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April 26, 2014

Education leaders considering more flexibility in test exemptions

OKLAHOMA CITY — Following the latest kerfuffle over standardized assessments, the State Department of Education is reviewing its testing exemption policy to determine how to add more flexibility.

Joel Robison, state Superintendent Dr. Janet Barresi’s chief of staff, said even before the latest brouhaha erupted Wednesday, conversations had already started about the need for more flexibility. Currently the only federal exemptions allowed are for emergency medical issues and for first-time English language learners. Department of Education spokeswoman Tricia Pemberton said the education department receives hundreds of calls a year querying about different scenarios that have to be reviewed on a case-by-case basis.

“I suspect that before next year’s testing window opens, there will be some flexibility added, and we will announce that. We just haven’t determined how we want to go about that, but it is needed,” Robison said.

The latest standardized assessment flare-up came as a state Department of Education assessment coordinator denied a testing exemption to two Moyers Public Schools sixth graders, who were left orphaned in a Sunday car crash that killed their parents, Rodney and Crystal Sutterfield, and two others. Moyers Superintendent Donna Dudley exempted the students anyway before Barresi personally intervened and issued a blanket exemption to both youth.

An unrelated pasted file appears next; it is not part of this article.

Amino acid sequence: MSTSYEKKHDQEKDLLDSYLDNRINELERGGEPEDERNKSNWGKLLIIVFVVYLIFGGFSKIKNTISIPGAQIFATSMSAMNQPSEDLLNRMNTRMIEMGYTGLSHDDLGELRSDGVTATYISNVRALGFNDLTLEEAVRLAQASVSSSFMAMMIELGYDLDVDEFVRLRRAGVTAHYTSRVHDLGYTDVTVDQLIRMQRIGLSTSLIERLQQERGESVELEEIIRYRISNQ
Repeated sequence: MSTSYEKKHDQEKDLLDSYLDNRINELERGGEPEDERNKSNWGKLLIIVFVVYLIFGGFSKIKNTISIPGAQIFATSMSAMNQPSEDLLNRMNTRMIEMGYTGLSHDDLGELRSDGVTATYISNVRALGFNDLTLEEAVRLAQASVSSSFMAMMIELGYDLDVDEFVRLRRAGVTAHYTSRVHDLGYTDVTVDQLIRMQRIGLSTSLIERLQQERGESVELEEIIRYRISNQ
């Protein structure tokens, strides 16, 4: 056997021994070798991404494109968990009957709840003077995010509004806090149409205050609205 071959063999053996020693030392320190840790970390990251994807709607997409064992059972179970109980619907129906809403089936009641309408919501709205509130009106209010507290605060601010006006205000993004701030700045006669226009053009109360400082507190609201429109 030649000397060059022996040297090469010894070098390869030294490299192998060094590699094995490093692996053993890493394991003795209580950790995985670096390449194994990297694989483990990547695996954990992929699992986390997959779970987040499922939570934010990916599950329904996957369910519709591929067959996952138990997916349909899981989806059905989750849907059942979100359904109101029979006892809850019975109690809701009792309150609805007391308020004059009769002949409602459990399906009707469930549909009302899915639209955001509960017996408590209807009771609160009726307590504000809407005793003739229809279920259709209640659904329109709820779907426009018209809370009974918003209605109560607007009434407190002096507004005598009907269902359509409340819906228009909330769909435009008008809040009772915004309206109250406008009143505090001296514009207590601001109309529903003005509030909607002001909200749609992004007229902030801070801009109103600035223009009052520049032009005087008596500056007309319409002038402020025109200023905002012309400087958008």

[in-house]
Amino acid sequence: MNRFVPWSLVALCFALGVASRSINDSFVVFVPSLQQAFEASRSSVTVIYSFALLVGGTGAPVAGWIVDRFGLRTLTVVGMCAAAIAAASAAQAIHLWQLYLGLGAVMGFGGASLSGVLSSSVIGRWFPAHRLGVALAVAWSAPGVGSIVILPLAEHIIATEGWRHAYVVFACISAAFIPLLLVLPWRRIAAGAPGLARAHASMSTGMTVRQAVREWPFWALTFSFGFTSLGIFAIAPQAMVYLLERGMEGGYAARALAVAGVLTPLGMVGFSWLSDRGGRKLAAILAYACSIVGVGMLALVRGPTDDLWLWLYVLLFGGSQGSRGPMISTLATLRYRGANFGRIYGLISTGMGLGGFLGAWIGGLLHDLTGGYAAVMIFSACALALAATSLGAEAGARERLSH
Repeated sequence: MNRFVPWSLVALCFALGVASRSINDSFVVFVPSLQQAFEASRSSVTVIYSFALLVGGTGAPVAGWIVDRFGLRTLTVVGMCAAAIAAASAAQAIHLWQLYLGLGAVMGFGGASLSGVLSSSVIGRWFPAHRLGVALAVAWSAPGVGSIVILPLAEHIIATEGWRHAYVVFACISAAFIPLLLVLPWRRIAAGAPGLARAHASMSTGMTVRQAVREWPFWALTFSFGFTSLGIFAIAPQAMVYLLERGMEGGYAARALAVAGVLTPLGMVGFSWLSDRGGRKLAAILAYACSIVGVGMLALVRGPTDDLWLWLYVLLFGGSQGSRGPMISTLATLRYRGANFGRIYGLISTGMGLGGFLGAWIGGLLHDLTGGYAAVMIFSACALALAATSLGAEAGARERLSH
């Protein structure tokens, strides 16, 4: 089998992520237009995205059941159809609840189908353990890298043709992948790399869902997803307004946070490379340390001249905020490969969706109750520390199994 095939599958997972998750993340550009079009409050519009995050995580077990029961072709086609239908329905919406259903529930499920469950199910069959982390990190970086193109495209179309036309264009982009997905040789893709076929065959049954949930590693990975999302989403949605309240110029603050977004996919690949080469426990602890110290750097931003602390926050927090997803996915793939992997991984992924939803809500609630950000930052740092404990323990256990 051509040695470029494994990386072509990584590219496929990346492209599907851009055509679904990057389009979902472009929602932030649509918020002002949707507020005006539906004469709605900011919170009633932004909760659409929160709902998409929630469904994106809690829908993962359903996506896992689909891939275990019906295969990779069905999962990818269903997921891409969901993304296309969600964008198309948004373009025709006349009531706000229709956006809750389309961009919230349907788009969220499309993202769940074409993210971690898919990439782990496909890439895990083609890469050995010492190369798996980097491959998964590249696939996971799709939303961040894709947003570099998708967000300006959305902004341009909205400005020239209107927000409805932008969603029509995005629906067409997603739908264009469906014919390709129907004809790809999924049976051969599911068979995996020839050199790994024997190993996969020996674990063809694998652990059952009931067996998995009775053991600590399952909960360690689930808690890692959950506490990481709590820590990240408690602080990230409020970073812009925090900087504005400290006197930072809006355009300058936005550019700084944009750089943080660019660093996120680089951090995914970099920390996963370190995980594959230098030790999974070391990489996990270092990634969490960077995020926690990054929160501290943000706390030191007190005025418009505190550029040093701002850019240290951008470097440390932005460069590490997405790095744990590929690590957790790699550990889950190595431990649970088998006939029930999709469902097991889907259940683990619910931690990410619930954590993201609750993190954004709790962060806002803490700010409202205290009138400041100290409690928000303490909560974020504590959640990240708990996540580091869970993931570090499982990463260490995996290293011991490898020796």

Robison said the employee’s initial decision, while wrong, “was based upon some fairly rigid federal guidelines on assessments.”

Robison said the exemption rule is complex. In Oklahoma, districts must test at least 95 percent of students or automatically lose a grade on the state’s A-F letter system. The federal government requires 90 percent of students be tested. In the state’s smallest districts, a handful of students could be the difference between compliance and failure.

But some saw the initial decision to deny the exemption as a lack of flexibility and compassion by the State Department of Education. It raised the ire of people across social media platforms and irked state legislators from the area.

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